WARNER ROBINS -- A federal lawsuit claims a Houston County student was sexually harassed while attending Perry Middle School.
The complaint, filed June 18 in U.S. District Court-Middle District of Georgia, alleges the student was “inappropriately touched and fondled at the hands of several fellow Perry Middle School students” several times throughout the 2010-11 school year.
The student, a minor, is only identified by her initials. The complaint was filed on behalf of the student and her parents. Because of the age of the student, The Telegraph is not publishing the names of the parents.
When reached for comment Monday, Superintendent Robin Hines said he wasn’t aware of the lawsuit, which names Hines, Perry Middle School Principal Thomas Moore and the Houston County Board of Education as defendants.
The complaint alleges Houston County school officials failed to create a safe and harassment-free educational environment for the student.
“The boys made highly inappropriate, vile and harassing comments to (the student). Those comments were bullying, sexually threatening and vulgar in nature,” the lawsuit states. “As to the inappropriate touching, the acts included, but were not limited to, the poking of (the student’s) breasts, the grabbing of her buttocks and the hugging and hunching of her body in a sexual and highly inappropriate manner.”
The lawsuit states a teacher ignored the situation after the student complained, and when the mother spoke with the school’s assistant principal about the matter, she was informed the boys would not be punished because there were no witnesses.
However, the complaint goes on to claim there were witnesses to the harassing incidents. It does not state who those witnesses are.
The student’s father later contacted the superintendent’s office and a school police officer. Though Hines said he had not been informed of the situation when contacted by the father, the school police officer conducted an investigation and filed a report charging the perpetrators with battery connected with the sexual harassment of the student, the lawsuit states.
The Perry Middle School Handbook outlines punishment for those who engage in bullying, profanity or vulgarity, harassment or intimidation, and sexual harassment, ranging from in-school suspension to long-term suspension or, in the case of battery, potential expulsion, according to the lawsuit.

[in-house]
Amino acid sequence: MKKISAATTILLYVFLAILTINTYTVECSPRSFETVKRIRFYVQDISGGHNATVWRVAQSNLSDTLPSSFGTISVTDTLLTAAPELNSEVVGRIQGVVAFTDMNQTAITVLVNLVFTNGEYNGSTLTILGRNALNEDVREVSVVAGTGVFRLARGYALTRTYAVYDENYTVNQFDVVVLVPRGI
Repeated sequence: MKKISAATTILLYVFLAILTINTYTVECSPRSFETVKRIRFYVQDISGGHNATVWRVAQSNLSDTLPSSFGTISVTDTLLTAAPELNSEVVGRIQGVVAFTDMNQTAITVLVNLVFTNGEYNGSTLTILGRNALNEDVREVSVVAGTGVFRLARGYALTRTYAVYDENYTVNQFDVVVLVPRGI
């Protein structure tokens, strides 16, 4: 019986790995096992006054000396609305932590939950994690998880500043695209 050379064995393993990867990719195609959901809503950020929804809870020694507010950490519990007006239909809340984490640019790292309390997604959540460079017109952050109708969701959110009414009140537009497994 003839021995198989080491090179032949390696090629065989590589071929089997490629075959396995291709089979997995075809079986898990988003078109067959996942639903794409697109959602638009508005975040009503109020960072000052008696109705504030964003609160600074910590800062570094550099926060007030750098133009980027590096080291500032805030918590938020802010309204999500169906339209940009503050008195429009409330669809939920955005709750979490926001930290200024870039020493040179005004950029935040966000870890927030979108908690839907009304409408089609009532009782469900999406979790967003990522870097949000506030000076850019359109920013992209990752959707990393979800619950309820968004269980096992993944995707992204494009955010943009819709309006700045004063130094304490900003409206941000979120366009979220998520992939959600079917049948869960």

The lawsuit states that when the father contacted the school’s principal he was told the incident was over and the boys would not be punished, though a district assistant superintendent later told the father the boys would be punished.
The lawsuit claims little or no punishment was given to the perpetrators.
The parents also filed a complaint through the Office for Civil Rights, which is responsible for enforcing Title IX of the Educational Amendments to the Civil Rights Act.
Title IX provides that no person should face discrimination on the basis of gender under any educational program or activity receiving federal funding.
“Under Title IX, schools must respond immediately and effectively to student complaints of sexual harassment,” the lawsuit states.
Houston County schools failed to do that “and instead, acted with deliberate indifference towards (the student),” the complaint reads, adding the continued harassment caused the student to become “anxious, upset, depressed and socially withdrawn ... greatly (impairing) her educational rights and liberty,” the complaint states.
The lawsuit claims federal violations of Title IX and equal protection under the Civil Rights Act, as well as state claims of intentional infliction of emotional distress, negligence and breach of contract.
The family is seeking a jury trial and damages in an amount in excess of $500,000. Their attorney, Robert Fricks, of Warner Robins, could not be reached for comment.
To contact writer Caryn Grant, call 256-9751.